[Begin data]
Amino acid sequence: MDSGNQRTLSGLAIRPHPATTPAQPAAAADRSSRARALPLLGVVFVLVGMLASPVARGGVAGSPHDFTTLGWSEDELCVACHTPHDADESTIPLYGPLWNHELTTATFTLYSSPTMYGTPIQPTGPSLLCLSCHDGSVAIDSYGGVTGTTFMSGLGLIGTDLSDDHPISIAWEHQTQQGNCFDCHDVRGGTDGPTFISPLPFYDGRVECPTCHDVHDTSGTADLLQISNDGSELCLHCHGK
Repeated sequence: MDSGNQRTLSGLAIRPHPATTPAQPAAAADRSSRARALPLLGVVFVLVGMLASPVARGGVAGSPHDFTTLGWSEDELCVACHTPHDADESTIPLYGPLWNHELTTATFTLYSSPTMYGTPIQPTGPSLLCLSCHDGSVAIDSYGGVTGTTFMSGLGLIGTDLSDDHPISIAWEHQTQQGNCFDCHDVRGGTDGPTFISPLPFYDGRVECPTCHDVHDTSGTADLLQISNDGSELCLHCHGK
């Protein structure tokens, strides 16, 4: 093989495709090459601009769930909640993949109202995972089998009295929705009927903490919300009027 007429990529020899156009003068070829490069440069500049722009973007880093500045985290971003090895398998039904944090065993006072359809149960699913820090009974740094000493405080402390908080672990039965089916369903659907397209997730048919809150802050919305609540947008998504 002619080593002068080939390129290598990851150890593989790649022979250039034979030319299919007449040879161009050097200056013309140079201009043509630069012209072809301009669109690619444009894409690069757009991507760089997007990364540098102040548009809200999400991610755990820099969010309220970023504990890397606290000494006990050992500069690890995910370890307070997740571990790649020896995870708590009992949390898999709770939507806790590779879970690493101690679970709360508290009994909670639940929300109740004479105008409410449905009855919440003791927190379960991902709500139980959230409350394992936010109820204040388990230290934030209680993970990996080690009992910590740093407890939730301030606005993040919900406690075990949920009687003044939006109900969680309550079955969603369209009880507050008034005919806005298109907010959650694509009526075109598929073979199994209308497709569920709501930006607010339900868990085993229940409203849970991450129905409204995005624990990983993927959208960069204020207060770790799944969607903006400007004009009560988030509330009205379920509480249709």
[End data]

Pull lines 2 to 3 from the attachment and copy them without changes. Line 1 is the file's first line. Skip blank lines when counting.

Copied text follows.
Repeated sequence: MDSGNQRTLSGLAIRPHPATTPAQPAAAADRSSRARALPLLGVVFVLVGMLASPVARGGVAGSPHDFTTLGWSEDELCVACHTPHDADESTIPLYGPLWNHELTTATFTLYSSPTMYGTPIQPTGPSLLCLSCHDGSVAIDSYGGVTGTTFMSGLGLIGTDLSDDHPISIAWEHQTQQGNCFDCHDVRGGTDGPTFISPLPFYDGRVECPTCHDVHDTSGTADLLQISNDGSELCLHCHGK
């Protein structure tokens, strides 16, 4: 093989495709090459601009769930909640993949109202995972089998009295929705009927903490919300009027 007429990529020899156009003068070829490069440069500049722009973007880093500045985290971003090895398998039904944090065993006072359809149960699913820090009974740094000493405080402390908080672990039965089916369903659907397209997730048919809150802050919305609540947008998504 002619080593002068080939390129290598990851150890593989790649022979250039034979030319299919007449040879161009050097200056013309140079201009043509630069012209072809301009669109690619444009894409690069757009991507760089997007990364540098102040548009809200999400991610755990820099969010309220970023504990890397606290000494006990050992500069690890995910370890307070997740571990790649020896995870708590009992949390898999709770939507806790590779879970690493101690679970709360508290009994909670639940929300109740004479105008409410449905009855919440003791927190379960991902709500139980959230409350394992936010109820204040388990230290934030209680993970990996080690009992910590740093407890939730301030606005993040919900406690075990949920009687003044939006109900969680309550079955969603369209009880507050008034005919806005298109907010959650694509009526075109598929073979199994209308497709569920709501930006607010339900868990085993229940409203849970991450129905409204995005624990990983993927959208960069204020207060770790799944969607903006400007004009009560988030509330009205379920509480249709």